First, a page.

3) Gogunda- Situated about 35 kms north-west of Udaipur, this is the town that Maharana Udai Singh II sought refuge after the fall of the fort of Chittorgarh. Its precarious location on top of a hill made it an ideal place for the Maharana to make it his base. It was the temporary capital of Mewar and in fact the coronation of Pratap Singh as Maharana Pratap Singh took place in Gogunda after Maharana Udai Singh II died here in 1572 AD.  It was also the place where Maharana Pratap had his final war council meeting before the battle of Haldighati.

Present day, Gogunda has a palace, many temples and also remnants of a town that once was the epi-centre of power in Mewar, albeit for a short duration.


4) Haldighati- After his coronation, Maharana Pratap became a thorn in the flesh of the Mughals and there were numerous skirmishes between the two forces. The hostilities between them finally culminated into the famous battle of Haldighati. Haldighati, literarily meaning  the turmeric valley (because of the turmeric colored soil of the valley) is a mountainous pass about 40 kms north-west of Udaipur and it was here in 1576 AD that a fierce battle was fought between the forces of Maharana Pratap and a huge Mughal army under Raja Man Singh of Jaipur. The greatly outnumbered Maharana Pratap and his men up a valiant fight and inflicted enormous casualties on the Mughal forces but in the end the Maharana was persuaded by his generals to retreat, to fight another day. The royal steed Chetak was killed in the battle but now before it saved its master.

Today, Haldighati has a museum which exhibits various weapons and paintings of the famous battle and hosts a light & sound show which gives a glimpse of the events that unfolded during the battle. The museum visualizes the incidents from Maharana Pratap’s life and brings them alive through animated statues. Also there is a mausoleum to Chetak at the site of the steed’s death which is about 3 kms away.


5) Moti Magri- The battle of Haldighati took an enormous toll both financial as well as with respect to manpower on Maharana Pratap, who took refuge in Udaipur, the city that was founded by his father Maharana Udai Singh II. A famous incident happened in the wilderness of the Moti Magri, a pearl shaped hillock overlooking Lake Fatehsagar. In the absence of anything better to eat Maharana Pratap’s young son was given a roti (Indian bread) made of grass which was stolen and eaten by a wild cat. The sight of his crying hungry child caused Maharana Pratap extreme pain and he even contemplated discontinuing his fight for freedom and submitting to the Mughals.   That he did not was a result of the timely financial assistance provided to him by Bhama Shah, a wealthy trader of Mewar and a letter of encouragement from Prithviraj Rathore, a Rajput courtier in Emperor Akbar’s court.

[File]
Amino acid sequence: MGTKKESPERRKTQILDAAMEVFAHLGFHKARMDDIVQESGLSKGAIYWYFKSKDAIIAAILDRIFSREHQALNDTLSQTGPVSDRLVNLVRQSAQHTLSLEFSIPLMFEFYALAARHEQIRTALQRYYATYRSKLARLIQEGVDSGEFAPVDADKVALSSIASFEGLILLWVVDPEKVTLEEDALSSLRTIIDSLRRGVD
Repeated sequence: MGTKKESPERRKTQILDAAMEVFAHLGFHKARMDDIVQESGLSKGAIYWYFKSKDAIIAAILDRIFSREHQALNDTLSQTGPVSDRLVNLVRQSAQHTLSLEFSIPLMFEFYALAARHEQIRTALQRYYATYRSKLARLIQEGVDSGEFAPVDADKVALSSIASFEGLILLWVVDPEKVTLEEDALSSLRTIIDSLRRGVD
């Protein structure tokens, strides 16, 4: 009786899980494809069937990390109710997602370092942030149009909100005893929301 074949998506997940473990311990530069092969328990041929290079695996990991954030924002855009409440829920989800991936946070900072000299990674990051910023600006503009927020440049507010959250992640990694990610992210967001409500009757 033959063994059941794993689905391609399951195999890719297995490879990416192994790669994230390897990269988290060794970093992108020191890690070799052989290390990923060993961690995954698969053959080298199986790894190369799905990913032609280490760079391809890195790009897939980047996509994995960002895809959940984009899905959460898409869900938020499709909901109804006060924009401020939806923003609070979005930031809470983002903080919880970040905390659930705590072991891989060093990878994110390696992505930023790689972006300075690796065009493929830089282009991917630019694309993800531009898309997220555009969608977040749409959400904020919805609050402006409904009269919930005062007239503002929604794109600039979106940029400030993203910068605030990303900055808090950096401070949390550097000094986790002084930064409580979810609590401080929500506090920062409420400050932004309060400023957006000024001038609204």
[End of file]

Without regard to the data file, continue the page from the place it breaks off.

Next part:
At present, Moti Magri has a memorial dedicated to Maharana Pratap, a bronze statue of the Maharana mounted on Chetak, the faithful royal steed. A beautiful Japanese rock garden and the ruins of the ancient Moti Mahal (a dilapidated palace) are also within the premises.


 6) Chavand- 60kms south of Udaipur lays Chavand, the last capital of Maharana Pratap and the place where he breathed his last. After having realized the futileness of engaging the vastly superior Mughal army in direct confrontation as evident from the battle of Haldighati, Maharana Pratap continued to torment the Mughals through guerrilla warfare and regained most of his lost territories. At Chavand, he built 16 hideouts and many secret depots. He also constructed temples and made fortified structures that remained camouflaged in the hilly terrain. The last ten years of Maharana Pratap’s reign were relatively peaceful and he administered over most of Mewar (with the exception of Chittorgarh) from Chavand. He died in a freak hunting accident on 29th January 1597 AD at the age of 57 years.

Today, Chavand besides having the ruins of the structures made by Maharana Pratap, also has a statue memorial, that of the great warrior king and four of his aides.

Maharana Pratap led a life fighting for his people, his honor and most importantly for the freedom of his beloved Mewar and the places mentioned in the article bear a testimony to the love, pain, hardships and successes that he faced during his struggle. 

A visit to these places therefore is a must to soak in the deeds of valor of the great warrior king and to relive a past that is drenched with human endurance and glory!